1. Section Editor(s): Kennedy, Maureen Shawn MA, RN

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Gynecologic cancers devastate women, families, and communities-more than 74,000 U.S. women received a diagnosis of reproductive cancer in 2004, and more than 27,000 died. But one bereaved family has channeled grief into advocacy and education.


The Centers for Disease Control and Prevention (CDC), in collaboration with the Department of Health and Human Services' Office on Women's Health, is raising awareness of gynecologic cancers through a new national campaign, Inside Knowledge: Get the Facts About Gynecologic Cancer. The impetus for the campaign is the Gynecologic Cancer Education and Awareness Act of 2005, known as Johanna's Law and signed by President Bush in January 2007. Sheryl Silver proposed the legislation to honor her sister, Johanna Silver Gordon, who died of ovarian cancer in 2000 at age 58.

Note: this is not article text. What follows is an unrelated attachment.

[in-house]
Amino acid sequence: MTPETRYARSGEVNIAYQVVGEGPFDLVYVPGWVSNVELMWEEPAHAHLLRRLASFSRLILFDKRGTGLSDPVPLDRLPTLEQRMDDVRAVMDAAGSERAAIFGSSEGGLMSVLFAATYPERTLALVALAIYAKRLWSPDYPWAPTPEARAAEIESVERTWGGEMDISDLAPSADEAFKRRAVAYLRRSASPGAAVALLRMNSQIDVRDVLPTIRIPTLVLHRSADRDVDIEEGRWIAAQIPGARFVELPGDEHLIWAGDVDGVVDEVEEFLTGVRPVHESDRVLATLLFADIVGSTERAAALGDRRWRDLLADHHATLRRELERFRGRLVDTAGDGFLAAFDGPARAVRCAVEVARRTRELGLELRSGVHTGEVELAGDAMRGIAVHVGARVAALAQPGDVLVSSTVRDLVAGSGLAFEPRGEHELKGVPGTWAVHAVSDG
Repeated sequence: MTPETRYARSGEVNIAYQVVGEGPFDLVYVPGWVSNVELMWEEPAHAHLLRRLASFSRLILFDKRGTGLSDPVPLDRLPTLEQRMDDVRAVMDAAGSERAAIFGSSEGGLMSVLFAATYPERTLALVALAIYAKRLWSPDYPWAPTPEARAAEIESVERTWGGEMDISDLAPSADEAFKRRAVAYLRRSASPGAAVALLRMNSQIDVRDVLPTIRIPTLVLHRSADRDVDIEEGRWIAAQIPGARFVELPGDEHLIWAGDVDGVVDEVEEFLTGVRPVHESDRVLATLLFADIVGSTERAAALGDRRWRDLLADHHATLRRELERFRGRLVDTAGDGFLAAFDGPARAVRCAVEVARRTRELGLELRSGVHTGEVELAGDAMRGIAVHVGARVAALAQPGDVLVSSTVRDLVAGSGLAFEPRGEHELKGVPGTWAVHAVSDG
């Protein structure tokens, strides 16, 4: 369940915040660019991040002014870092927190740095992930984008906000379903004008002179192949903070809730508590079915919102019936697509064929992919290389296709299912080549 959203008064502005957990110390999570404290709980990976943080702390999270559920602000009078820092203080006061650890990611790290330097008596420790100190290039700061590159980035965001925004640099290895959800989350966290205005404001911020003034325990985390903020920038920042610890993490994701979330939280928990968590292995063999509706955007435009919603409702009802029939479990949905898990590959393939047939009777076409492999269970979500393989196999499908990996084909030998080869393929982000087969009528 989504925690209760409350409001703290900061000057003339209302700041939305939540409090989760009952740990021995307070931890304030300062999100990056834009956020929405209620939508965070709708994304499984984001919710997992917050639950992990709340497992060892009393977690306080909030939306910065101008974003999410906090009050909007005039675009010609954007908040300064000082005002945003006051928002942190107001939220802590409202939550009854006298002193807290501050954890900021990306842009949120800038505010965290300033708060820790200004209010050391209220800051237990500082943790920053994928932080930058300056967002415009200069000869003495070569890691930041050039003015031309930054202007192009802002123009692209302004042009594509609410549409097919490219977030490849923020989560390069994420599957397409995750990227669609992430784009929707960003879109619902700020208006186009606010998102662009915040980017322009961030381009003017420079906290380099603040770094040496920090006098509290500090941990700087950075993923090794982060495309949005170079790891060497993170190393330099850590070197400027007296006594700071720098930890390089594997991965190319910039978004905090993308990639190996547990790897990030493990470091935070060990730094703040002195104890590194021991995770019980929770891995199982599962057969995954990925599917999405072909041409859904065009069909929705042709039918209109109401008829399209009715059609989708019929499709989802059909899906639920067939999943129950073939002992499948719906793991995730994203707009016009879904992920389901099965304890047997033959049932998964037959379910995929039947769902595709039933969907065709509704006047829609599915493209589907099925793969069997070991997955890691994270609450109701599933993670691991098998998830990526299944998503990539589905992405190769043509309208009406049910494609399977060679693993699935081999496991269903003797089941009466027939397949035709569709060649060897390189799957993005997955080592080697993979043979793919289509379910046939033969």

The congressionally mandated initiative has two main goals: to educate women and health care professionals on the signs and symptoms, screening tests, risk factors, and prevention strategies associated with gynecologic cancers and to convey the message that many may be curable if detected early and treated appropriately. The campaign was launched with a series of fact sheets available on the CDC's Web site at Spanish-language versions are expected to be available sometime this year. Visit the Web site regularly for updates and new materials.



Nurses who work with infants, children, and adolescents know the value of immunization to protect against disease. The Advisory Committee on Immunization Practices, the American Academy of Pediatrics, and the American Academy of Family Physicians have updated the recommended immunization schedules for children ages 0 to 18 years, as well as the catch-up immunization schedule. A summary of the changes to the previous schedule is available at Schedules and various formats for printing and viewing are available at